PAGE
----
The purpose of the project is to promote research on historical trends and, in particular, interstate variations in the mortality of the United States since the 1930s. To this end, we will construct a publicly-accessible collection of mortality data series by state, designed to meet the research needs of team members and collaborators as well as those of the greater academic community. The new data series will include indicators of both total (i.e., all causes of death) and cause-specific mortality. We will create state-level estimates of all-cause mortality by age, sex, and year for the period from 1933 to 2007. We will also create annual state-specific estimates of mortality by age, sex, and cause of death for 1959-2007 (possibly, 1950-1958 as well). All data series will have the same format used for country estimates in the Human Mortality Database (HMD, www.mortality.org), helping to facilitate comparative research both within the United States and on an international level. This work will draw on data from various sources, including the vital registration system, the decennial census, and the beneficiary records of Social Security and Medicare. It will require the development of new methodologies for combining such information into coherent and comparable series of mortality estimates, including complete life tables. Our knowledge of the data sources, including their defects and limitations, will be clearly documented and distributed alongside the data within the HMD. The project is intended to catalyze research on mortality patterns and trends by state within the U.S. State-specific mortality data are intrinsically useful for the analysis of health disparities, since geographic differences are an important component of overall inequality in the face of death. The products of the work proposed here will facilitate more detailed analyses of regional mortality differentials by cause within the U.S., which could offer new insights and evidence about the driving forces behind the country's mortality trends in recent decades - in particular the slow pace of decline compared to other high-income nations, especially for women.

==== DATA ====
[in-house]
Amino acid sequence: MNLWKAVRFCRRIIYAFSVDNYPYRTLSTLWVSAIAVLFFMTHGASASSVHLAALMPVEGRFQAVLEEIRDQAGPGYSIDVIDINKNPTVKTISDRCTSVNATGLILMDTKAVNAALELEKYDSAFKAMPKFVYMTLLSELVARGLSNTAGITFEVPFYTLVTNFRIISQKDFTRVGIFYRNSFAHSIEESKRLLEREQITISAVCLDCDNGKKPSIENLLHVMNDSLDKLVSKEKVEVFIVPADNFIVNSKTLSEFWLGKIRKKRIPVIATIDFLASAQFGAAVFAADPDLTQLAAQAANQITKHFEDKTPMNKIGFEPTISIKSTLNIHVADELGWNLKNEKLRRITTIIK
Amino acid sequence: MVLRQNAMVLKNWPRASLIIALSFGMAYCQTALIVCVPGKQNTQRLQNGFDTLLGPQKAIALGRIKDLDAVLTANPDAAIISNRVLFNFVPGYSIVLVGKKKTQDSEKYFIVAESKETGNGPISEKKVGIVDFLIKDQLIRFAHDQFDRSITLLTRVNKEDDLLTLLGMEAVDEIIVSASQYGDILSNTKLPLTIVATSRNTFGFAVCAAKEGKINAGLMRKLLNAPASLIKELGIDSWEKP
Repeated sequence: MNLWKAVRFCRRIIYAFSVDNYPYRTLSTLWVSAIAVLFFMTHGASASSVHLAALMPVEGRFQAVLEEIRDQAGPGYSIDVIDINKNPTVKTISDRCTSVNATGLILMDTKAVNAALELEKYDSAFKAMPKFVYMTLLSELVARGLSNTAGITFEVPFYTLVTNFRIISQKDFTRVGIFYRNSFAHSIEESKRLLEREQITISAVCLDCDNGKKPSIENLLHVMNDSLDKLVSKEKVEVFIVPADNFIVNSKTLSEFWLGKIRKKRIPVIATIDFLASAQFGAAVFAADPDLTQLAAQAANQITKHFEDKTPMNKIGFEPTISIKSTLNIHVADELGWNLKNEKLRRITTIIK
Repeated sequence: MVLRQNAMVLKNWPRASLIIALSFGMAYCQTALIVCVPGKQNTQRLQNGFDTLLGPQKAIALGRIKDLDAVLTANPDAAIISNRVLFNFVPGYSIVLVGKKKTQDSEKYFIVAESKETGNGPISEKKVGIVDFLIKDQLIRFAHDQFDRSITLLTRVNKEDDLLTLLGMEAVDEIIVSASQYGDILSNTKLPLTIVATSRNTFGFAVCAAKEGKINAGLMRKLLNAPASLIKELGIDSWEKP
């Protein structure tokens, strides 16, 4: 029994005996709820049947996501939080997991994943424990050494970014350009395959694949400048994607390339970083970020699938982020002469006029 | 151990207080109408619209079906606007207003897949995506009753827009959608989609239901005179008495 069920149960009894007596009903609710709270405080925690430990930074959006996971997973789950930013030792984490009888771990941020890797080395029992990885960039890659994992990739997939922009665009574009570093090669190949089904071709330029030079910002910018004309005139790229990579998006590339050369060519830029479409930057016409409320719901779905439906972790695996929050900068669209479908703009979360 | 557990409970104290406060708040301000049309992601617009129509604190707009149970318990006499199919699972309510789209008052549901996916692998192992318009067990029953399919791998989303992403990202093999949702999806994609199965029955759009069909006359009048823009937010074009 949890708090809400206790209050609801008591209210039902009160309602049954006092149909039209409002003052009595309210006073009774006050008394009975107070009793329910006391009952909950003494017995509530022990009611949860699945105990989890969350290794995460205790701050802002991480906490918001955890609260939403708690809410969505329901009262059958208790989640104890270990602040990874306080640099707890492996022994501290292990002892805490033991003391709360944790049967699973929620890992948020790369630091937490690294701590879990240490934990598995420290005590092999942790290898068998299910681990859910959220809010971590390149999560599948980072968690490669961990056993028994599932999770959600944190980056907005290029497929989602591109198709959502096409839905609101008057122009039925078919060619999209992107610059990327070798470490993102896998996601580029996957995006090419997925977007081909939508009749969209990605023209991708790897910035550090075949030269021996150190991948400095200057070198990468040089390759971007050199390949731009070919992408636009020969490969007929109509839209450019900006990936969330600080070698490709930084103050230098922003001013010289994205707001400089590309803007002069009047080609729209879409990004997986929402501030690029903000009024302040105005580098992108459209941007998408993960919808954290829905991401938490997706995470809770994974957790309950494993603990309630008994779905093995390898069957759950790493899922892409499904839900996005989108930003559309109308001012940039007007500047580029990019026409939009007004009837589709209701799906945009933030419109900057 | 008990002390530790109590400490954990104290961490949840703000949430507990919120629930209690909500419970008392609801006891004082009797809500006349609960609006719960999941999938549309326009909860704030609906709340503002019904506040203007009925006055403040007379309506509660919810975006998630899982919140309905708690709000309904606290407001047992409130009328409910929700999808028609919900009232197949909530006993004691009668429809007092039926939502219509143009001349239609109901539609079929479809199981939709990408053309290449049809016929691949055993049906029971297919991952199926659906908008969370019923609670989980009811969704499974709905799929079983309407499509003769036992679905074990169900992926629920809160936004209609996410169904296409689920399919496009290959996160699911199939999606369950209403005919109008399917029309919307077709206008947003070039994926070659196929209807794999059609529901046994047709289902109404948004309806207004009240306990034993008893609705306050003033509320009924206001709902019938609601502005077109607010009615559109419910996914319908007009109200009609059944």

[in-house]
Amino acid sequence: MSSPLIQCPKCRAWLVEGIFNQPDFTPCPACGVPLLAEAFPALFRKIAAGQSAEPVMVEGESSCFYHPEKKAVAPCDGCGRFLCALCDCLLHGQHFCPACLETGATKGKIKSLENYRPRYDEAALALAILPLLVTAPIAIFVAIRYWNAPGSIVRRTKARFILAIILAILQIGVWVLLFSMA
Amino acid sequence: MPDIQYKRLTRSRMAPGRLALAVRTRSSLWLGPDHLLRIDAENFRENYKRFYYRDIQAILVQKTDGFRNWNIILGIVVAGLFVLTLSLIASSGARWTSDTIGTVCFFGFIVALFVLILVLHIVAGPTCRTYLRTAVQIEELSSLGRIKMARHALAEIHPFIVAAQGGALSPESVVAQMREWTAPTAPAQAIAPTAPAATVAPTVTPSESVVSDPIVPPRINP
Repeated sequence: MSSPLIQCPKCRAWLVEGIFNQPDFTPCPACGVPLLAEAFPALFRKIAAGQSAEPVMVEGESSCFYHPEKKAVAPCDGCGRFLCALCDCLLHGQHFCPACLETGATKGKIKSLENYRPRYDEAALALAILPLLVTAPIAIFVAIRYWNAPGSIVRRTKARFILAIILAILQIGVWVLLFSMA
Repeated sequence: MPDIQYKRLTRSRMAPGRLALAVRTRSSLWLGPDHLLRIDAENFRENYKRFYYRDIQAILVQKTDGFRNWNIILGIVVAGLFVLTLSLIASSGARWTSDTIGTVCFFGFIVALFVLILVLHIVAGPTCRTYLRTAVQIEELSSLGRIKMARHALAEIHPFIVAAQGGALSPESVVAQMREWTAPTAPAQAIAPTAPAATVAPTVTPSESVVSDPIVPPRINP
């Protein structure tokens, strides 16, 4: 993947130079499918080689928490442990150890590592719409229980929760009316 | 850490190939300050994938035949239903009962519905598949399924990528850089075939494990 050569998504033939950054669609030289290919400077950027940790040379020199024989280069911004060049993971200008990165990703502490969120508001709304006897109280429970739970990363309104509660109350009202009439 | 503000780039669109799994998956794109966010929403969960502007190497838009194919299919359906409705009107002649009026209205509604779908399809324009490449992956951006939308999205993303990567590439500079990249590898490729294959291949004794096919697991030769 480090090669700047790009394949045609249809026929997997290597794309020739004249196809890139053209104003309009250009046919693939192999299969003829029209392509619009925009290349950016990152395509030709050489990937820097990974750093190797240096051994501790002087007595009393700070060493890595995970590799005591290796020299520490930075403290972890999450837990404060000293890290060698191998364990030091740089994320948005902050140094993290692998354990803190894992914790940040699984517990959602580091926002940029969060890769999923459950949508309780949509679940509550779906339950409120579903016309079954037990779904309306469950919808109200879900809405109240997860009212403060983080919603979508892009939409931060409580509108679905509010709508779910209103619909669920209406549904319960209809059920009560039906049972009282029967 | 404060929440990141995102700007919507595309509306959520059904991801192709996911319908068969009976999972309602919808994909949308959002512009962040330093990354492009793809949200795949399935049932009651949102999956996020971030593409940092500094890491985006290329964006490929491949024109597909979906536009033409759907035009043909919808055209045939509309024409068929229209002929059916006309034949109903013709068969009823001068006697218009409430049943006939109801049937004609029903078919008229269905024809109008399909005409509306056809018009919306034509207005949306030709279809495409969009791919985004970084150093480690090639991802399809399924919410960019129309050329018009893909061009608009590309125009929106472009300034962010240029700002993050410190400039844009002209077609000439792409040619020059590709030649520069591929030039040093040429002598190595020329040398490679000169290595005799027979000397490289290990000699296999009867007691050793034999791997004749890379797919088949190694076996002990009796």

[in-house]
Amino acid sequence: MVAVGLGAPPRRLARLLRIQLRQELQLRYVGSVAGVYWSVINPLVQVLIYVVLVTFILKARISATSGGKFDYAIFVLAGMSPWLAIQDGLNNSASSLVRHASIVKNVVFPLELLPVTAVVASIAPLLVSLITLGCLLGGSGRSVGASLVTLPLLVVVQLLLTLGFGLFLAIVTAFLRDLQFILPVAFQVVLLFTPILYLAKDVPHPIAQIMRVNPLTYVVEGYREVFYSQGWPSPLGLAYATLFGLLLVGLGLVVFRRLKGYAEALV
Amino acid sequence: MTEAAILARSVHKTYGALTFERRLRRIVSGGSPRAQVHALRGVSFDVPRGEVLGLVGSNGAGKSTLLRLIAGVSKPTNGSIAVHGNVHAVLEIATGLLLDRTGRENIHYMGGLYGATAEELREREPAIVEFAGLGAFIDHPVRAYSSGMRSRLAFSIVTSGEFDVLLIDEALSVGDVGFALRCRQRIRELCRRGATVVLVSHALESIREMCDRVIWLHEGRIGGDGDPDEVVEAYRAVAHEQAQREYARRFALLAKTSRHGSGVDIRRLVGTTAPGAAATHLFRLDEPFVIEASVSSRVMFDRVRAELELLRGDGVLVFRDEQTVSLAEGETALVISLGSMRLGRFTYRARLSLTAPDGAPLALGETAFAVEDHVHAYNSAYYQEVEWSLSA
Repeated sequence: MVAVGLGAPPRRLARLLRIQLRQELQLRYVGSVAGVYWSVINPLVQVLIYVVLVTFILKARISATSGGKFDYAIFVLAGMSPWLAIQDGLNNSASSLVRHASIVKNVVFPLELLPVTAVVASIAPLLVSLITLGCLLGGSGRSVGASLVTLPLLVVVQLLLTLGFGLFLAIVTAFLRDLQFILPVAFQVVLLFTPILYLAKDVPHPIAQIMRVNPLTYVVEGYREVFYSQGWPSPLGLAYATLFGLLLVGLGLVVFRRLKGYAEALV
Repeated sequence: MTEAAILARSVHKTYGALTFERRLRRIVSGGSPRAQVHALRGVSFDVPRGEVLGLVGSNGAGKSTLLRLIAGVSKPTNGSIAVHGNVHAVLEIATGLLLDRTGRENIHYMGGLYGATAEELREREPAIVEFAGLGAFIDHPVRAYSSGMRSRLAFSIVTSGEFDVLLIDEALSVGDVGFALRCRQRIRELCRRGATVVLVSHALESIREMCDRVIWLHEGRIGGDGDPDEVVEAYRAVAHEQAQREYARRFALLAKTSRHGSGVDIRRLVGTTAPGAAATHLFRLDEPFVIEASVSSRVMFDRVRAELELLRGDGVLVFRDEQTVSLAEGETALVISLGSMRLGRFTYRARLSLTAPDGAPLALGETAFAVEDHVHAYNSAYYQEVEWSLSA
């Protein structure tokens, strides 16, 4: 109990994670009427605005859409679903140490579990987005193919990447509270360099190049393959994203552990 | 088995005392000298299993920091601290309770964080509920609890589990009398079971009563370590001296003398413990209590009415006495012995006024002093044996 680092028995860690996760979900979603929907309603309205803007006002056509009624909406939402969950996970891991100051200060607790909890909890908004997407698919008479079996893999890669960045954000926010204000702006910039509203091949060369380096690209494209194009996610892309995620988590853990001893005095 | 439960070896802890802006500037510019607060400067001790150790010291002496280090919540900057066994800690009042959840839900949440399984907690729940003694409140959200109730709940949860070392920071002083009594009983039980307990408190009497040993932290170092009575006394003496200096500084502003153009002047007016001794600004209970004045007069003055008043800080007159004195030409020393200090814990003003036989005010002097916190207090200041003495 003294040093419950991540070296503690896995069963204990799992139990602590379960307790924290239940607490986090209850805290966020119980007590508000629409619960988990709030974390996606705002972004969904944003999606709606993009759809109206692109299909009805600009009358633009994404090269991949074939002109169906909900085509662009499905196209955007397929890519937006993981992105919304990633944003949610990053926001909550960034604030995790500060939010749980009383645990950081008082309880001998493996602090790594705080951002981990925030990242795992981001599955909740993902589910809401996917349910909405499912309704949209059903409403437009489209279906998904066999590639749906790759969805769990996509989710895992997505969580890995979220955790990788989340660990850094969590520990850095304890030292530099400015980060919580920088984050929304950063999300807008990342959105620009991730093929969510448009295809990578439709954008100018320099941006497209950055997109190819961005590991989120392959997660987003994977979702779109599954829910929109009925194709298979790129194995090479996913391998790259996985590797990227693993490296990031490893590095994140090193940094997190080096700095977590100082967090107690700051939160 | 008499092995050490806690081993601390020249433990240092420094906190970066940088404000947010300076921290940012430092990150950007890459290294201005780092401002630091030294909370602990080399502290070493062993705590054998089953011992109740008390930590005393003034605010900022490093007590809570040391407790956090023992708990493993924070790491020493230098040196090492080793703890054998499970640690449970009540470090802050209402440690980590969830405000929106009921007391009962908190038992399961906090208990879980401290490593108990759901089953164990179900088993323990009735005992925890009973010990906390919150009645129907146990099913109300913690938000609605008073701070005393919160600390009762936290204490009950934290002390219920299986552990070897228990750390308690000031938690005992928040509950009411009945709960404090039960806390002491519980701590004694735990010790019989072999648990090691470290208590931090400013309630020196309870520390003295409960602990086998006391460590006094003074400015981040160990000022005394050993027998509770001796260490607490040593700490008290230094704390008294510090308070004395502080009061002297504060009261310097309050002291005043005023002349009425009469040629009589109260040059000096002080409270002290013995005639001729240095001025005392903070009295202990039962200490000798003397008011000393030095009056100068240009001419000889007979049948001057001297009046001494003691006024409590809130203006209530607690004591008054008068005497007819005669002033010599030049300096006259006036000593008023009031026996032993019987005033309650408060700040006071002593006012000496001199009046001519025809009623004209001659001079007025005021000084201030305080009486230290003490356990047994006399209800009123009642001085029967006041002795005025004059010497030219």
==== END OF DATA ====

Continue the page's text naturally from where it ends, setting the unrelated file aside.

Public Health Relevance

The purpose of the project is to construct a publicly-accessible collection of mortality data series by state since the earliest time available until now (1933-2008). Improved information about mortality patterns by sex, age groups and causes of death contributing to the ongoing disparities in life expectancy across U.S. states will help researchers to identify the underlying conditions and processes that have produced these patterns. A better understanding of geographic differences in U.S. mortality will be a useful tool for guiding future policy efforts to improve the health and longevity of the population and to investigate the historical impact of public health interventions.

Agency
National Institute of Health (NIH)
Institute
National Institute on Aging (NIA)
Type
Research Project (R01)
Project #
5R01AG040245-03
Application #
8526340
Study Section
Special Emphasis Panel (ZAG1-ZIJ-3 (M1))
Program Officer
Patmios, Georgeanne E
Project Start
2011-09-01
Project End
2016-05-31
Budget Start
2013-09-01
Budget End
2014-05-31
Support Year
3
Fiscal Year
2013
Total Cost
$232,645
Indirect Cost
$66,692
Name
University of California Berkeley
Department
Social Sciences
Type
Schools of Arts and Sciences
DUNS #
124726725
City
Berkeley
State
CA
Country
United States
Zip Code
94704
Ouellette, Nadine; Barbieri, Magali; Wilmoth, John R (2014) Period-Based Mortality Change: Turning Points in Trends since 1950. Popul Dev Rev 40:77-106